“Every applicant talks about the ‘people and culture’ being the main draw to Kellogg. Since ‘culture’ is a given, Kellogg Admissions is looking for applicants who go beyond that.” 


Application Essays, Tips & Candidate Evaluation 

The Booth and Kellogg essay prompts vary, with both sets of prompts embody intrinsic, holistic, and/or value-based attributes. While they may change each year, sample Kellogg essays and sample Booth essays from successful admits are instructive to applicants. 

Sam Sherman, a past Stacy Blackman Consulting client who was accepted to both Booth and Kellogg and opted for Booth shared his insights. “Booth really stands out for its pay-it-forward culture. Second-year students make it a priority to mentor and support first-year students as they dive into internship recruiting. Whether it’s facilitating broad career exploration or conducting tactical resume reviews and mock interviews, students play a vital role in helping one another succeed in the job hunt. Booth is also special in its flexible curriculum [in] that it allows students to pursue their individual areas of interest in great depth. In my first year, I already had the opportunity to take Money and Banking, an advanced economics course, with Professor Kroszner, and I plan on kicking off my second year with App Development to further my knowledge in technology and product management. The flexible curriculum will help me make the most of my two years in the MBA program, which truly flies by!”

Malavika Chugh, a past Stacy Blackman Consulting client who was accepted to both Booth and Kellogg, shared about the application differences, “In my mind, the Booth application focused on various life experiences we have had, whether academic or personal in a way that felt quantitative, while Kellogg’s application focused more on the ‘why’ and ‘what did you learn’. Writing essays for Kellogg was an extremely introspective exercise, while the Booth application solidified my perspective on my achievements thus far.”

Booth extends invites for interviews to every individual who is admitted and Kellogg has historically tried to interview every single applicant. Booth has, and Kellogg recently added, a video-based essay requirement that the applicant will receive after submitting their application. A representative from Booth’s MBA program shared about their video requirement, “The intention is to gain a better sense of who they are, and how they think, through an informal question.” If invited to interview at Booth, the school asks candidates to submit a 60 second video that answers one of two questions. One former Kellogg admissions officer on the Stacy Blackman Consulting team advises on the Kellogg video essay: “Be confident. You are probably comfortable using FaceTime or Zoom, and these are not hard questions. Don’t rehearse so much you are racing through a complicated response or sound like a robot reciting a memorized pitch.”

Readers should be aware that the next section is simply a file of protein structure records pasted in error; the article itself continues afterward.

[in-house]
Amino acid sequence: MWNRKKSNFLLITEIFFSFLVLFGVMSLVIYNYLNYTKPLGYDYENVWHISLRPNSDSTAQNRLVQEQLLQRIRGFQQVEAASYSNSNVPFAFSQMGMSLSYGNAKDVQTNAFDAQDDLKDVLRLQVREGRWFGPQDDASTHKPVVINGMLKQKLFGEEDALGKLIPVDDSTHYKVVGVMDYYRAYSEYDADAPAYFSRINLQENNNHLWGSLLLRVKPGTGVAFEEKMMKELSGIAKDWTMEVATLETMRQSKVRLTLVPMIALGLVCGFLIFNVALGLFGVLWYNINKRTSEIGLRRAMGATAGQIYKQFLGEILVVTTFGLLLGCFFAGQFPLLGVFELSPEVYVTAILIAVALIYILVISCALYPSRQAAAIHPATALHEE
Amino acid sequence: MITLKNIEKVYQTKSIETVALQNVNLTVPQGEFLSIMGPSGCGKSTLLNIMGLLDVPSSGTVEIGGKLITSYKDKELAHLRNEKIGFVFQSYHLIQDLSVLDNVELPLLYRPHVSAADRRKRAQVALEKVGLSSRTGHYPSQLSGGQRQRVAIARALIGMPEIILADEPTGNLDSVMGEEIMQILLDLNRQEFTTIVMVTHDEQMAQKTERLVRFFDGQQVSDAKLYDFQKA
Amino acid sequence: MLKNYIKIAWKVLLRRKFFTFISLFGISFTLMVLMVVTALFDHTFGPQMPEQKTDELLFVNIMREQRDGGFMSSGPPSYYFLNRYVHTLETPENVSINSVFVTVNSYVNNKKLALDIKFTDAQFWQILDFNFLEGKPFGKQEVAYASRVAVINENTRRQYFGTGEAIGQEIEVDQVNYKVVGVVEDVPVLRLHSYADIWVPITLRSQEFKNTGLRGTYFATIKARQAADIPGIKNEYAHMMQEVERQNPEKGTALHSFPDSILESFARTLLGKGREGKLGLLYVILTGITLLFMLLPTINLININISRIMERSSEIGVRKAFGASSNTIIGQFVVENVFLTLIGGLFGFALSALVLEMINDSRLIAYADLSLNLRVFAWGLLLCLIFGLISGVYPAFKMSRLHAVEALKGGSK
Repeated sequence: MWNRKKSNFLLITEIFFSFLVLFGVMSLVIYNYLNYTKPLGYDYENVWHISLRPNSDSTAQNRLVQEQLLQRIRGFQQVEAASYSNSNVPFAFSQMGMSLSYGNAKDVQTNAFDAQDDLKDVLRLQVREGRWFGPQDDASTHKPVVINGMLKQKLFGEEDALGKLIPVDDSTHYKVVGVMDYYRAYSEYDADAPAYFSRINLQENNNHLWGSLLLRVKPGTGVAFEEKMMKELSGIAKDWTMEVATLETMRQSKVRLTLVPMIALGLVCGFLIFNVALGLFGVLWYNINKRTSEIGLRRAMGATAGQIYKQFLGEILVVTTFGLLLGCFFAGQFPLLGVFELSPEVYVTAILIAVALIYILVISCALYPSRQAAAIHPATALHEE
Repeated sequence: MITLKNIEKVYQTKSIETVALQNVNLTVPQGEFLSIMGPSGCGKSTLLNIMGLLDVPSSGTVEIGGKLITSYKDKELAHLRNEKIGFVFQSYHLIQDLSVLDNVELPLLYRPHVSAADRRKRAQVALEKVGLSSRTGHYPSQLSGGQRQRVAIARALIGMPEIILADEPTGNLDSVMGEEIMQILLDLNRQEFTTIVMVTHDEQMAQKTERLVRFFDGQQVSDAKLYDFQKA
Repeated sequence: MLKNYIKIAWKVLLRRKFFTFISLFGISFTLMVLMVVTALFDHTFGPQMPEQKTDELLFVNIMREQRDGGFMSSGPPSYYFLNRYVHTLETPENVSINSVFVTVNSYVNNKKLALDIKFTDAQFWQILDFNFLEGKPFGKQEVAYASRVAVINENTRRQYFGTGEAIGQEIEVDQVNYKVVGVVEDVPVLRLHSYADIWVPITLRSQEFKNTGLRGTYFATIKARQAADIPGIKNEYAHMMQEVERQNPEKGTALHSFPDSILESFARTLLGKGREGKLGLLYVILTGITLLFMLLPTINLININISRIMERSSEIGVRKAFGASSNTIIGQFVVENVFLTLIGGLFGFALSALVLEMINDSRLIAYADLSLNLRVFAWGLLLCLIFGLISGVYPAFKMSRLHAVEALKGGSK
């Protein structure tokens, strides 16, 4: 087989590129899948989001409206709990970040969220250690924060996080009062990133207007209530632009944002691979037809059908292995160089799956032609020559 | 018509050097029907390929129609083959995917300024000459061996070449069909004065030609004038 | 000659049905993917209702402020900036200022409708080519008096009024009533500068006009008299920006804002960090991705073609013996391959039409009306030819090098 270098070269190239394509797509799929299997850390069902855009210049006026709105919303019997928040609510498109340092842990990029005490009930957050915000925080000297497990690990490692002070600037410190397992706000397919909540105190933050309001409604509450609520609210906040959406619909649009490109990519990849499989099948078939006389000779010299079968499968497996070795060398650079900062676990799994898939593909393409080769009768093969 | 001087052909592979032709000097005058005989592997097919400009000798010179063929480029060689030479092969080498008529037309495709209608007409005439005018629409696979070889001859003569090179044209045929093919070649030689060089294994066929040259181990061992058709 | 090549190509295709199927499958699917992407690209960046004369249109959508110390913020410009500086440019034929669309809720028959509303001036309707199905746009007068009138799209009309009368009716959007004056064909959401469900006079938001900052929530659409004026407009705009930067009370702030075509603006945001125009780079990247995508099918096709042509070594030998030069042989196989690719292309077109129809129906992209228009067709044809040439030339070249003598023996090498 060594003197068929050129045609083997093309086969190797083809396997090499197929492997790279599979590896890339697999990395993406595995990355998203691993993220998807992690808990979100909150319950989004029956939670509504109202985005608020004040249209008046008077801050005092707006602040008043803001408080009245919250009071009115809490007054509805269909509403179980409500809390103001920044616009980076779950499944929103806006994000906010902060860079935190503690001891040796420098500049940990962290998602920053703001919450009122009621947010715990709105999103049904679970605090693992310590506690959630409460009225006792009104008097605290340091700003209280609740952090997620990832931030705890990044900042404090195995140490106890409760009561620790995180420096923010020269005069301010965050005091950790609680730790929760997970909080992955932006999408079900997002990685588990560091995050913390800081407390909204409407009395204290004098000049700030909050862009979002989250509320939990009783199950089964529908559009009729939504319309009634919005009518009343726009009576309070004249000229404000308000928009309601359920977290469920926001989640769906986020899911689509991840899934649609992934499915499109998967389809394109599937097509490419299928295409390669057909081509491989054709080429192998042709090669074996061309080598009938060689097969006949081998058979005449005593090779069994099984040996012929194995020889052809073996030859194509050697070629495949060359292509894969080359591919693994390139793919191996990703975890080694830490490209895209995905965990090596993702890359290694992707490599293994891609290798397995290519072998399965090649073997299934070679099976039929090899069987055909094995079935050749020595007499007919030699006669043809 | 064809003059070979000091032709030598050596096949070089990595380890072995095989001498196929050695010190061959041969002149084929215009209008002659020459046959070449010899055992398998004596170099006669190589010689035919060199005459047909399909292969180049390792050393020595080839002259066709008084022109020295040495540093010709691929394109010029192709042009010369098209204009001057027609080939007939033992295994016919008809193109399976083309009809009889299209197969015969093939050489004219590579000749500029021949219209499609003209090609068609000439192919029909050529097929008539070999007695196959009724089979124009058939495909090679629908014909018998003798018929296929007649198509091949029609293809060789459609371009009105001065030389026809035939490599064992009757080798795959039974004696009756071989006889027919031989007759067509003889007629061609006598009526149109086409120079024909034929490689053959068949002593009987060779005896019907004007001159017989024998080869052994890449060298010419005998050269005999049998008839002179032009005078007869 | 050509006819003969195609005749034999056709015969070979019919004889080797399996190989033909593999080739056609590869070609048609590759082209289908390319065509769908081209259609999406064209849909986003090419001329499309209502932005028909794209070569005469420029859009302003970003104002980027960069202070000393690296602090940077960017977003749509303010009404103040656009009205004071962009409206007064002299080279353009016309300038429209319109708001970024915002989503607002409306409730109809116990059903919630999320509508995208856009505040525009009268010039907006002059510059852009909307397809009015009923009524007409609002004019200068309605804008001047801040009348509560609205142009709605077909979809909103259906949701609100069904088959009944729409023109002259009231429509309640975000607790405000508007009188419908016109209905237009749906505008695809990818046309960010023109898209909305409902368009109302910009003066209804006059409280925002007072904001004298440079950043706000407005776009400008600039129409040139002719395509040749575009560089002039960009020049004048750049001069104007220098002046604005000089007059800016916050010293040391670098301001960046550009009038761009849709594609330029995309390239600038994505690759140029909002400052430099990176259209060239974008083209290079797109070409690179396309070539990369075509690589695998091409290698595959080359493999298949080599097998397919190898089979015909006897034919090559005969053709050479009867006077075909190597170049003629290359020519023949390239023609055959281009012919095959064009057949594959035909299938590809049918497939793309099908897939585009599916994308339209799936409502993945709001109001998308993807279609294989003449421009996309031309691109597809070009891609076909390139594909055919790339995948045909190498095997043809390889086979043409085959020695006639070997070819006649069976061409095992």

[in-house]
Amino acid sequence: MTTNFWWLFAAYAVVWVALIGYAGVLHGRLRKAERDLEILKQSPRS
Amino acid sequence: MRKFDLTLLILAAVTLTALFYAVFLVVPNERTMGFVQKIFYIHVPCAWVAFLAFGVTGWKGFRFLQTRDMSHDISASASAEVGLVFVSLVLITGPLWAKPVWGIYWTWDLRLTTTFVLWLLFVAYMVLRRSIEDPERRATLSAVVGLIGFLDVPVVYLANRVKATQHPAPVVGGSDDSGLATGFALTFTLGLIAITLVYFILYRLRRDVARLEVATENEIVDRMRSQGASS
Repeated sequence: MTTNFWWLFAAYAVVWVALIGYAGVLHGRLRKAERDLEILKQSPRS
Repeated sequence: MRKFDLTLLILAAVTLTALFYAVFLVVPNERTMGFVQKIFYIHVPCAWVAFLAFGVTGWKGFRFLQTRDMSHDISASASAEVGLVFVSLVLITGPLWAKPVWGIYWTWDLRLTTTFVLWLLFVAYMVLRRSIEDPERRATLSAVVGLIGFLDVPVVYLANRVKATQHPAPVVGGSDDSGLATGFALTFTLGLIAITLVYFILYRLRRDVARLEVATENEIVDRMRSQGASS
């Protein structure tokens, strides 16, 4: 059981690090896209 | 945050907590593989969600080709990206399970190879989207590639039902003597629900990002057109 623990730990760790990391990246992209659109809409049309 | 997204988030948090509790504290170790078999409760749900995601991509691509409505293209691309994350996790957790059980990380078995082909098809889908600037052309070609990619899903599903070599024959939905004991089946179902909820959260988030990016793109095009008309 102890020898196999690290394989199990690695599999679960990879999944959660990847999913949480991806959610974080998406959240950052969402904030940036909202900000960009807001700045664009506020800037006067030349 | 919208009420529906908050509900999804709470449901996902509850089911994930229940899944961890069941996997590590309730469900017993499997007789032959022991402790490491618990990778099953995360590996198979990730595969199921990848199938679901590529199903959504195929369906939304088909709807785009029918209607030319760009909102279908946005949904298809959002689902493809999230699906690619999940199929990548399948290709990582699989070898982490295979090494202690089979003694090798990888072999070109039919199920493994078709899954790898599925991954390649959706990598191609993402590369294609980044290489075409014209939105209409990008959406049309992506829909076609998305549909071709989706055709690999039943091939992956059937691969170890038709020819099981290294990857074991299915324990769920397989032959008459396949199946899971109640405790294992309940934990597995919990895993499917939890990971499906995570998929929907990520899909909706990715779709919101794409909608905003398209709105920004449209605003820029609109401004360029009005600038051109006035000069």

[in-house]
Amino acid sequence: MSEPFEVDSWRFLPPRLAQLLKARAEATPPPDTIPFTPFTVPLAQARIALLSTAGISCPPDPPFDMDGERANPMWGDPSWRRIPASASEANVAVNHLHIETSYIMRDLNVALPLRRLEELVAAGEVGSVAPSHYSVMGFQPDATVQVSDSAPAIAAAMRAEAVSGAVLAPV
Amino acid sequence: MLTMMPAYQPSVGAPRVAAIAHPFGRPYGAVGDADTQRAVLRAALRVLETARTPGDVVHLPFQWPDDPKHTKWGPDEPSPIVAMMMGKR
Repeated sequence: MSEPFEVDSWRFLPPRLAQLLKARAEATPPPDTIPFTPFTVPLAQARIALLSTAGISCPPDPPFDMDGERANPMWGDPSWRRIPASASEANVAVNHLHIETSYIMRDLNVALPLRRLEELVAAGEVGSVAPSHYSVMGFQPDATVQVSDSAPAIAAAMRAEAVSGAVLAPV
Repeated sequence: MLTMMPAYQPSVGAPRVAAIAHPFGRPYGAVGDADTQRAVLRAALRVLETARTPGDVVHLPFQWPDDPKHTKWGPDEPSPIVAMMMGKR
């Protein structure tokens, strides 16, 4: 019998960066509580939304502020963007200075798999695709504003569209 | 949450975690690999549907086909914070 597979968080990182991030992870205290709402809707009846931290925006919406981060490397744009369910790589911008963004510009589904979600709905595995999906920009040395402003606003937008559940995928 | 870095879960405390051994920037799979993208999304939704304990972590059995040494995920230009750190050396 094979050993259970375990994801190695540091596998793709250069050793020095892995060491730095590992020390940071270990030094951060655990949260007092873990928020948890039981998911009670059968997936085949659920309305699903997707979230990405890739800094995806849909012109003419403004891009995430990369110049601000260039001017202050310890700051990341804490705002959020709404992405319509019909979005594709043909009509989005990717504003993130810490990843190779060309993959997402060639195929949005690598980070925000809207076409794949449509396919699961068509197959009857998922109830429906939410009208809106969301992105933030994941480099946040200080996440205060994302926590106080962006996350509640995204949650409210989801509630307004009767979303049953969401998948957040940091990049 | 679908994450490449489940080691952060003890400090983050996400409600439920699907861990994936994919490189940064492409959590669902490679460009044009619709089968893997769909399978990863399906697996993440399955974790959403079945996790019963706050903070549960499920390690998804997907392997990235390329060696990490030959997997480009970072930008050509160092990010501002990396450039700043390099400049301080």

Is there a way to know your odds? We asked that question of a former Booth Admissions Officer on our Stacy Blackman Consulting team. She said, “The truth is that no one in the world, except for the Deans of Admissions at these institutions, knows your odds. Although it’s tempting to try to figure it out, it’s exponentially more productive to direct that energy toward your essays, engaging with the community, or your application. Be sure to have a deep appreciation for the unique qualities of whatever school you have targeted. Then, make sure to speak to those specific components in your application. This includes your essays, your interview, as well as in discussions you have with anyone connected to the school.” 


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Five Tips: Booth MBA application Process

Meg, a former Booth Admissions Officer who is on the Stacy Blackman Consulting team, shared five tips for the Booth MBA application process:

  1. Take the 10,000-foot view: does the combination of all your application components add up to showcase a well-rounded candidate who can not only compete in the classroom, but who can work on teams, bounce back from setbacks, and work tirelessly to achieve success? Like all MBA programs, Booth is looking for more than a “perfect on paper” candidate. Resilience, grit, proven collaboration, and work experience with career progression are all key indicators of success within a program.  
  2. Your resume should be able to tell most of your story. While there are certainly nuances to everyone’s individual story, your resume should be a one-page summary of your life to date in a format that’s easily digestible. Your work experience should showcase a high-level of contributions to the organization that added value, were innovative/unique, or were above your current level. Your undergraduate and post-graduate extra-curricular activities and interests’ sections should showcase a multi-faceted individual who is comfortable in a multitude of settings.
  3. Answer the questions. Whether short-answer prompt or a long-form essay, every word should relate directly back to the question being asked. Essays are a test within a test. Admissions Committees want to see that you can tell your story in a compelling and concise fashion. A representative of Booth’s MBA program added, “The essays provide an opportunity for the candidate to share more of who they are in as few or as many words as needed.”